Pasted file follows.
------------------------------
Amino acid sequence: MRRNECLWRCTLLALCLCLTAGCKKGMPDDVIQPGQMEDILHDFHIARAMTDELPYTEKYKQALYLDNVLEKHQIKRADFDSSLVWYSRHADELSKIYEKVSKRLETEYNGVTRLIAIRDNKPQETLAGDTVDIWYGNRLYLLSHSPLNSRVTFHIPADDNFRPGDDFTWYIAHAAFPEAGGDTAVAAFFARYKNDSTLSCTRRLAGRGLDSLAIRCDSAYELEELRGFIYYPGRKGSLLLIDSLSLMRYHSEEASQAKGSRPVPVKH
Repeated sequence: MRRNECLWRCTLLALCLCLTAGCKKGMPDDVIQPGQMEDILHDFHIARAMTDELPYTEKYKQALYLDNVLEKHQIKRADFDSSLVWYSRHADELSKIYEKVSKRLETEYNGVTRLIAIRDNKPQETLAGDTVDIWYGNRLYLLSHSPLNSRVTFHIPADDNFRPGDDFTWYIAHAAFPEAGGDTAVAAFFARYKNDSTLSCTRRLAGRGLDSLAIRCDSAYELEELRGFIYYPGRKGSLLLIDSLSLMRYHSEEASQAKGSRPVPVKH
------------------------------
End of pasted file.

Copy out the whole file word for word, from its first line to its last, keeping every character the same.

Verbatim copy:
Amino acid sequence: MRRNECLWRCTLLALCLCLTAGCKKGMPDDVIQPGQMEDILHDFHIARAMTDELPYTEKYKQALYLDNVLEKHQIKRADFDSSLVWYSRHADELSKIYEKVSKRLETEYNGVTRLIAIRDNKPQETLAGDTVDIWYGNRLYLLSHSPLNSRVTFHIPADDNFRPGDDFTWYIAHAAFPEAGGDTAVAAFFARYKNDSTLSCTRRLAGRGLDSLAIRCDSAYELEELRGFIYYPGRKGSLLLIDSLSLMRYHSEEASQAKGSRPVPVKH
Repeated sequence: MRRNECLWRCTLLALCLCLTAGCKKGMPDDVIQPGQMEDILHDFHIARAMTDELPYTEKYKQALYLDNVLEKHQIKRADFDSSLVWYSRHADELSKIYEKVSKRLETEYNGVTRLIAIRDNKPQETLAGDTVDIWYGNRLYLLSHSPLNSRVTFHIPADDNFRPGDDFTWYIAHAAFPEAGGDTAVAAFFARYKNDSTLSCTRRLAGRGLDSLAIRCDSAYELEELRGFIYYPGRKGSLLLIDSLSLMRYHSEEASQAKGSRPVPVKH